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Trent Lange, state chairman of Yes on Proposition 15 committee, speaks at a rally for the ballot measure in Santa Cruz on Saturday

SANTA CRUZ -- Proposition 15, one of the lesser-known ballot measures this June, is a small step toward a big goal: limiting the influence of money in politics.

Riled by the recent Supreme Court decision that removes caps on corporate contributions and the record cash in this year's governor race, supporters of the measure want public funds to be used for political campaigns in exchange for strict limits on candidate spending and fundraising.

Such publicly financed campaigns, say those who rallied for the measure in Santa Cruz last weekend, would level the electoral playing field and keep special interests from buying undue leverage in California elections.

"People with money now have an inordinate amount of power," said Terence Welch, a Santa Cruz resident who is helping organize for Proposition 15. "The person who is rich has the equivalent of thousands of votes. That's not democracy to me."

The measure introduces only modest change, but supporters -- as well as opponents -- say it could be the beginnings of a bigger shift in the elections landscape. The measure would offer public financing for one statewide race, the election of the secretary of state; but it repeals a longtime ban on public campaign financing statewide in anticipation of more races being run with public funds.

"This will allow us to get our foot in the door," Welch said. "People will see how well it works and, hopefully, it will expand."

But winning support for Proposition 15 won't be easy. Two other ballot initiatives this decade offering public financing for campaigns were soundly defeated.

One of the ongoing concerns has been the scarcity of public funds and an unwillingness to use them on elections. Proposition 15 anticipates this objection and proposes a hike in the registration fees of lobbyists to pay for the program.

Still, opponents of the measure worry that once the ban on public financing is lifted, new proposals to use taxpayer money on elections might surface.

"Local jurisdictions could enact their own public financing schemes. City councils and board of supervisors could levy a fee on lobbyists or use their general funds to finance campaigns," said Richard Wiebe, spokesman for StopProp15.com. "We just have too many priorities in this state to spend money on negative ads and campaign mailers."

The opposition coalition, to date, has raised only several thousand dollars compared to more than $250,000 raised by supporters, according to filing reports.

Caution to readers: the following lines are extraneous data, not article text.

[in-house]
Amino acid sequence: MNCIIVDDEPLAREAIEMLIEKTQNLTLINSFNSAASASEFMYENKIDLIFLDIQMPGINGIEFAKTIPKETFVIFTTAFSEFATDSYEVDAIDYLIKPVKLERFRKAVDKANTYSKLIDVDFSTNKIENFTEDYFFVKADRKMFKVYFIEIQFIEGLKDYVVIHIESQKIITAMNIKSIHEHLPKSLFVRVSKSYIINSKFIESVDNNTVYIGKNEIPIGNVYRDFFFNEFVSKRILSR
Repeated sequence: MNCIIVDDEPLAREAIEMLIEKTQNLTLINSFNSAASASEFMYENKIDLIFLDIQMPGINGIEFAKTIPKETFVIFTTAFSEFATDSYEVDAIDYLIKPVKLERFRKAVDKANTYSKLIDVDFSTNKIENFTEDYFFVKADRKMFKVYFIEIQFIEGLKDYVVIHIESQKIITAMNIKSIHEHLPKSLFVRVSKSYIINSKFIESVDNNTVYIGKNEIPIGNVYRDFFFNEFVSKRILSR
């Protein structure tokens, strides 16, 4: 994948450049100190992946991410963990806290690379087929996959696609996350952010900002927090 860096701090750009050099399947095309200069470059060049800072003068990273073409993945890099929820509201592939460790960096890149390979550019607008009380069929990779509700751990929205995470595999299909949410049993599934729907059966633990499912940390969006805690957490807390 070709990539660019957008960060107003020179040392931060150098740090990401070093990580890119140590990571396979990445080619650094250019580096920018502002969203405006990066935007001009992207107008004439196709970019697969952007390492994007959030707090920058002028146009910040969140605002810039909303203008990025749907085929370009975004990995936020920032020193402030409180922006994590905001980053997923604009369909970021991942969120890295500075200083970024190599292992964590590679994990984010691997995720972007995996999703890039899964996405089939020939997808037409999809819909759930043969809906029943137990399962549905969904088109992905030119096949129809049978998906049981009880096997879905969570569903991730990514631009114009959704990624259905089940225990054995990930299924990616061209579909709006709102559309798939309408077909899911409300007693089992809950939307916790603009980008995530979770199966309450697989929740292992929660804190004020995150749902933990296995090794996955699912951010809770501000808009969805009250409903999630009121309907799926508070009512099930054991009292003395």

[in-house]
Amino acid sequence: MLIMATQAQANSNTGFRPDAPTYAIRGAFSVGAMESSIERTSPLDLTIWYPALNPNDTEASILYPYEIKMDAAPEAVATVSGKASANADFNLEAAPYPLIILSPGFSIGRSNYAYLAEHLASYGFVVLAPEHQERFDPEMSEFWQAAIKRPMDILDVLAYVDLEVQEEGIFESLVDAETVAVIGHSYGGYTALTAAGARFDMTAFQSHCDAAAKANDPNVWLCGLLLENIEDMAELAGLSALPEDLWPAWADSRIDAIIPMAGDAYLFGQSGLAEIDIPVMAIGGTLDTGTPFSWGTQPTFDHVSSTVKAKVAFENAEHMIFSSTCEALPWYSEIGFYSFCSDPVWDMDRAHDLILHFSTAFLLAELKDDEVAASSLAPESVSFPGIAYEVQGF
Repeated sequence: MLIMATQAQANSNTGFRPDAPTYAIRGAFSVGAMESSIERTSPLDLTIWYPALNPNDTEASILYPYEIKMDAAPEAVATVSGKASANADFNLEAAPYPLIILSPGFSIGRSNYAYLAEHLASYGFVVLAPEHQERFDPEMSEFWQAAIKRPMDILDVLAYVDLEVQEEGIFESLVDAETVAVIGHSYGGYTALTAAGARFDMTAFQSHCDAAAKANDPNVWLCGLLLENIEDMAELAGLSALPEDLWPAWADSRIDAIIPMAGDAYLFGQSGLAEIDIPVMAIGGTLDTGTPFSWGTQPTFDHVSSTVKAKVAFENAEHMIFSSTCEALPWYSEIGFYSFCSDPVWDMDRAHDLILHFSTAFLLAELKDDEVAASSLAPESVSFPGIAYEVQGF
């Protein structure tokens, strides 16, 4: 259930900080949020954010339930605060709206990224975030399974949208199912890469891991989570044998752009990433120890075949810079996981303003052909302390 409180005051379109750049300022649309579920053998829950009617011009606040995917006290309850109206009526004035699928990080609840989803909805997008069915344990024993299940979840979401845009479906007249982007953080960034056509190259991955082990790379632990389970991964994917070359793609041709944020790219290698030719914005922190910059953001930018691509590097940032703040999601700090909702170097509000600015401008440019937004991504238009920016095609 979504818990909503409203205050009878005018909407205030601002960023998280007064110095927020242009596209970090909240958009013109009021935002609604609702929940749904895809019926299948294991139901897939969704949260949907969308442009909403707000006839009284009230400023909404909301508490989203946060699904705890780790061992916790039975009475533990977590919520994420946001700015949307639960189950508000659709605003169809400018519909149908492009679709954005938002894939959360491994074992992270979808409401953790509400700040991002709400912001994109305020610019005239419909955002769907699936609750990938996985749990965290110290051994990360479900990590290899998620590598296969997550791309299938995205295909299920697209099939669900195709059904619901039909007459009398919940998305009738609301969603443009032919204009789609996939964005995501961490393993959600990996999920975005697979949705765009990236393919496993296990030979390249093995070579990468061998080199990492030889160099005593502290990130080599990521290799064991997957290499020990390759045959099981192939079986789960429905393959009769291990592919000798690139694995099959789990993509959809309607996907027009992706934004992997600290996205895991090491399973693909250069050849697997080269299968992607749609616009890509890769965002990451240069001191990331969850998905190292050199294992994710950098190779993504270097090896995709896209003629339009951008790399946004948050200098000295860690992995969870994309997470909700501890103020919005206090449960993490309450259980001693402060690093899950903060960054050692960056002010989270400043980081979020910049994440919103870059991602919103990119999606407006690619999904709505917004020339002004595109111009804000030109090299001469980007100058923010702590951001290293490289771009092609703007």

Supporters, who rallied Saturday at the Santa Cruz Quaker Meeting House, have won the endorsement of many traditionally Democratic groups such as the League of Women Voters and the Sierra Club. Assemblyman Bill Monning, D-Carmel, and former Santa Cruz area Assemblymen John Laird and Fred Keeley also pledged support last weekend.

The Saturday rally comes as Republican gubernatorial candidate Meg Whitman commits another $20 million to her $39 million campaign. Also, a January Supreme Court decision struck down laws curbing corporate spending to elect or defeat candidates.

"What that really makes clear is public financing is needed now more than ever," said the chair of the Yes on Proposition 15 campaign, Trent Lange, who was in Santa Cruz on Saturday.

The measure would institute voluntary public financing for secretary of state candidates in the 2014 and 2018 races.

Former Secretary of State and Santa Cruz resident Bruce McPherson, a Republican, has not taken a position on Proposition 15, but says he's generally wary of public financing programs.

"I don't mind campaign limits," he said. "But philosophically, I like the idea of people being able to give what they want to who they support."

Proposition 15

The June measure, put on the ballot by the state Legislature, repeals a longtime ban on the public financing of political campaigns and calls for a trial public financing program for the next secretary of state race.
Supporters, who say the proposition will temper the influence of big money in elections, see the measure as the beginning of a broader public financing movement. Opponents worry about the use of public funds for campaigning.
Under the proposition, public financing would be voluntary and available to candidates in the 2014 secretary of state election who prove viable by collecting 7,500 $5 contributions. The amount of money candidates would get, in return for accepting spending caps, would vary with the race, and go up if other candidates opt out of the public financing program.
Increased fees on lobbyists would largely pay for the Proposition 15 plan.